Where sate bright venus Queene of love,
And att her feete her sonne, still adding fire
To burning hartes she did hold above,
But one hart flaming more than all the rest
The goddess held, and putt it to my brest,
Deare sonne, now shut sayd she: thus may we win:
Hee her obey’d and martir’d my poor hart,
I, waking hop’d a dreeme itt would depart
Yet since: O mee: a lover I have bin. 54
The title would lead one to assume the lover is the addressee. Yet, Amphilanthus is never addressed by name, nor, in a departure from Petrarchanism, described in the blazon. Thus, it could be that Wroth’s fictive poet addresses her reader. In the dream scene above, the poem moves from a general description of the court of Venus in the octave, to the particular ‘one hart’, in the sestet where Pamphilia’s heart is the focus.
The epigram sees Pamphilia acknowledge her limitations and accept her captivation, yet, limited options and captivation are not necessarily insurmountable. In Sonnet 3, Pamphilia attempts to educate her inconstant lover, ‘Will you your servant leave: think
butt on this, / Who wears Loue’s Crowne, must not do so amiss’. This mild admonition
precedes a feisty remonstration to Cupid in Sonnet 7, ‘ t’was thy will made me choose’.
Pamphilia refuses to be blinded to self-knowledge ‘Your charmes I obey, but love not want of eyes’. In her initial address to Amphilanthus in Sonnet 21, ‘When last I saw thee, I did not thee see’, Pamphilia’s vision seems distorted, but she is not so blinded that she cannot see his shortcomings. Her agenda is to gain his fidelity: ‘And still true Louer like thy face doth keepe’ (l.14)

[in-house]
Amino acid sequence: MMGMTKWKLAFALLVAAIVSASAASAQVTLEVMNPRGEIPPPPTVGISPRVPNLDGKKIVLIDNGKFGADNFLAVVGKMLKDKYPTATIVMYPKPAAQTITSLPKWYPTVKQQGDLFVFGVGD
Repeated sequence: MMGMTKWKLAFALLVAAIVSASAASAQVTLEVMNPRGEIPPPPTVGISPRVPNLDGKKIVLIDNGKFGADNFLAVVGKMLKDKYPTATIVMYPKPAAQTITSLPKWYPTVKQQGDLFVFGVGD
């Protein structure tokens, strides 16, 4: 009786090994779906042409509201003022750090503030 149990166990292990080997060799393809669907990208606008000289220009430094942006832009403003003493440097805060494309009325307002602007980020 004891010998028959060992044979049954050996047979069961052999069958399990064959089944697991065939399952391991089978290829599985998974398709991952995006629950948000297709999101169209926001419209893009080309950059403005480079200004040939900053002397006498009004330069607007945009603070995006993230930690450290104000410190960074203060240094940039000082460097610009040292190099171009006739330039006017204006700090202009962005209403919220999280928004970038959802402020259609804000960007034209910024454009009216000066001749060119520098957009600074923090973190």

Wroth’s Sonnet 21 amalgamates Petrarchan and Shakespearean sonnet forms. The present poet’s response quibbles with Fuller, and Geoffrey Hill’s more recent, assertion that the Petrarchan sonnet form is superior to the Shakespearean, because negotiating the resolution in the couplet is akin to ‘two Jack Russells mating’.55 My speaker, like Wroth’s, is not so blind that she cannot see.
When last I saw thee, I did not thee see
When last I saw you, wasn’t you I saw
at all. Is that a paradox or what?
It means I thought you wore the clothes you wore?
It means I go around with eyes wide shut?
I need my glasses changing? Wasn’t you
I saw then, after all? You have a dopp-
elganger? Alter-ego? Can’t be two
like you, so constant, true, I’d never swap.
Or else: I’m not so blind that I can’t see –
another paradox? - you coming on
to my best friend? You swore there’s only me.